Is Snoring Bad for Your Health?

Jodi Helmer
by Jodi Helmer
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Is Snoring Bad for Your Health?

Your partner isn’t the only one who suffers when you snore. Nights spent sawing logs have been associated with health risks ranging from heart disease and stroke to memory loss and erectile dysfunction.

Snoring is caused when structures inside the throat — either the soft palate on the back of the roof of the mouth or the uvula, the piece of flesh dangling at the back of the throat — flutter, according to Eric J. Kezirian, MD, MPH and professor of otolaryngology at the Keck School of Medicine at University of Southern California. The resulting noise could be a wake-up call.

Studies show habitual snoring is associated with these five health problems:


Snoring is a major symptom of sleep apnea, a disorder characterized by multiple pauses in breathing.

With sleep apnea, the airway collapses or gets blocked; the air that passes through the narrowed airway causes loud snoring. Sleep apnea is linked to other health conditions, including high blood pressure, heart attack and diabetes.

Kezirian calls sleep apnea, “a serious condition,” and says, “if you snore consistently, especially if others have noticed that you seem to hold your breath or gasp for air, you should discuss it with your doctor.”


Researchers at Henry Ford Hospital studied snorers between the ages of 18–50 and found an increased thickening of the carotid arteries, which could be a warning sign for atherosclerosis. Researchers believe the vibrations of snoring cause inflammation of the arteries.

Lead researcher Robert Deeb, MD, said in a statement, “Snoring is more than a bedtime annoyance and it shouldn’t be ignored. Patients need to seek treatment in the same way they would if they had … other risk factors for cardiovascular disease.”


A 2015 study published in the journal Neurology found those between the ages of 55–90, who had sleep breathing problems like snoring and sleep apnea, were diagnosed with mild cognitive impairment an average of 10 years earlier than those who did not snore. Snoring and sleep apnea also led to earlier diagnoses of Alzheimer’s disease.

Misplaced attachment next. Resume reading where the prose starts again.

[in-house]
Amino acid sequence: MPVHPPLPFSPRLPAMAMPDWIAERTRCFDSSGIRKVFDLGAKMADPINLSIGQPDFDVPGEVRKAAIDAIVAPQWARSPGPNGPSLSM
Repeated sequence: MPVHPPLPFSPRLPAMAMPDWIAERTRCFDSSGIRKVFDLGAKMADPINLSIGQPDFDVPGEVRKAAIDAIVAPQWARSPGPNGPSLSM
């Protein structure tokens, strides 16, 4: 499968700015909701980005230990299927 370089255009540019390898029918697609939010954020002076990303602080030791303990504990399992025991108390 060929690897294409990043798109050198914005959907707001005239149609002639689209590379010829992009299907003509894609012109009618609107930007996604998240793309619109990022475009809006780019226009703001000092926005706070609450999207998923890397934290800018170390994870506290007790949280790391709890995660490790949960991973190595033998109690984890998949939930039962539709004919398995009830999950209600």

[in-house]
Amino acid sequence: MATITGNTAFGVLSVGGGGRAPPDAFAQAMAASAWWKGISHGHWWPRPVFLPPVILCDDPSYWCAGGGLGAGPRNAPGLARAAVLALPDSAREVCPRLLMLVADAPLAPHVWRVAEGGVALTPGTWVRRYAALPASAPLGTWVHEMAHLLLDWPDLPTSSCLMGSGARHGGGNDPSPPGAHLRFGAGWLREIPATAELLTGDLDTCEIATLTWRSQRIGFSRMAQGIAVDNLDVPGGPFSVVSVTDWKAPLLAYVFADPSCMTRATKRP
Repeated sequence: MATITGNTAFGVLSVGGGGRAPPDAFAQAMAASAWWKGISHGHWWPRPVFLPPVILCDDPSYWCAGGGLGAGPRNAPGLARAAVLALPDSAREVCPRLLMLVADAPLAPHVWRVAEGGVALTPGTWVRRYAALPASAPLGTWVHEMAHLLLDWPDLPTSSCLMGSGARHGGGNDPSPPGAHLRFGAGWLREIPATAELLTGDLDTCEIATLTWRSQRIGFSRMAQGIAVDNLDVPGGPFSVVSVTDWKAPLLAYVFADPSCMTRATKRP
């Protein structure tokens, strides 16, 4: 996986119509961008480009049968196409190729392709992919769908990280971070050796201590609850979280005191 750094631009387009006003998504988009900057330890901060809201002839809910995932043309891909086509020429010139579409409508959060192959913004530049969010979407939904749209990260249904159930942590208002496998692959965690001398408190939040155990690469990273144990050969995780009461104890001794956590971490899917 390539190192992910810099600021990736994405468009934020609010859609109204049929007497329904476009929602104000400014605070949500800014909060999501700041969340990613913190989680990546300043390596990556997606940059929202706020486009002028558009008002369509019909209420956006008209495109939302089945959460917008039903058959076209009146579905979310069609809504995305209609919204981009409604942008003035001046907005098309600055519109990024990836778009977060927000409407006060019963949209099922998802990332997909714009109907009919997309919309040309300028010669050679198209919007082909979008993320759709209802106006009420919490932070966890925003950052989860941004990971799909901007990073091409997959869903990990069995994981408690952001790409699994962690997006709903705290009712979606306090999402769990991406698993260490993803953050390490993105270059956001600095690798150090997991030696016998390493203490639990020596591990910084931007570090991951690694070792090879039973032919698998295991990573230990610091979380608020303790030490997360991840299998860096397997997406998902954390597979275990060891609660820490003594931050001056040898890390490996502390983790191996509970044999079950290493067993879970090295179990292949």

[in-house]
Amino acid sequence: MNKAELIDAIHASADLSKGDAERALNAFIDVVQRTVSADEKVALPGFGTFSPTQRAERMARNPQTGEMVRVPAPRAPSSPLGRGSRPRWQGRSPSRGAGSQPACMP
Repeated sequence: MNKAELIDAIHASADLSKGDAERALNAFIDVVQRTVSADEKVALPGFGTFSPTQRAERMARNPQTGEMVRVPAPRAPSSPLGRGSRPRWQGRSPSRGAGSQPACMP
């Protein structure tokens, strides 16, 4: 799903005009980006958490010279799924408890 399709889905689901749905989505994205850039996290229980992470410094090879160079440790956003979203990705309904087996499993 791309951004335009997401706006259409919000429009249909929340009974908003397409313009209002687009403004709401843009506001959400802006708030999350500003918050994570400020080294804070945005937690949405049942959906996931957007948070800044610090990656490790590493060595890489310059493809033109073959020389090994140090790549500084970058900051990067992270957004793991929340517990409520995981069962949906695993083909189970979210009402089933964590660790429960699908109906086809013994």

Kezirian notes, “There are a number of potential mechanisms, but one key seems to be the drops in oxygen levels that can occur in patients who not only snore but also have obstructive sleep apnea that involves blockage of breathing.”


Snoring can also affect your mental health. Australian researchers found that between 32–53% of patients who snored also had depressive symptoms, a number that’s significantly greater than the national average.

“In my own clinical experience, I have seen great improvements in mood when we are able to treat the sleep disturbances [like snoring] associated with sleep apnea,” says Daniel Root MD, medical director at Oregon Sleep Associates.



Men who snore as a symptom of sleep apnea may have trouble getting and maintaining erections, according to researchers at the University of Rome. In fact, up to 60% of men with sleep apnea also have erectile dysfunction.

“The blood vessels involved in erections and sexual function are small and more vulnerable than the bigger arteries like those in the heart,” Root explains. For this reason, the penile blood flow commonly suffers the consequences first, and then 5–10 years later, more larger vessel disease may appear.”

No one is immune to occasional snoring: A sinus infection or cold, different sleep position or restless slumber can all cause nocturnal rumblings. Habitual snoring is more common in men, those who are overweight, obese and back sleepers.

If snoring is chronic, Kezirian suggests talking to a healthcare professional.

“There are a wide range of treatment options for both snoring and obstructive sleep apnea,” he says, including sleeping on your side and avoiding alcohol within three hours of bedtime to special mouthpieces and continuous positive airway pressure or CPAP machines. The best way to know what might be right for you is to discuss the full range of options with an expert.


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About the Author

Jodi Helmer
Jodi Helmer

Jodi Helmer writes about health and wellness for publications like WebMD, AARP, Shape, Woman’s Day, Arthritis Today and Costco Connection among others. She often comes up with the best story ideas while hiking with her rescue dogs. You can read Jodi’s work or follow her on Twitter @helmerjodi.


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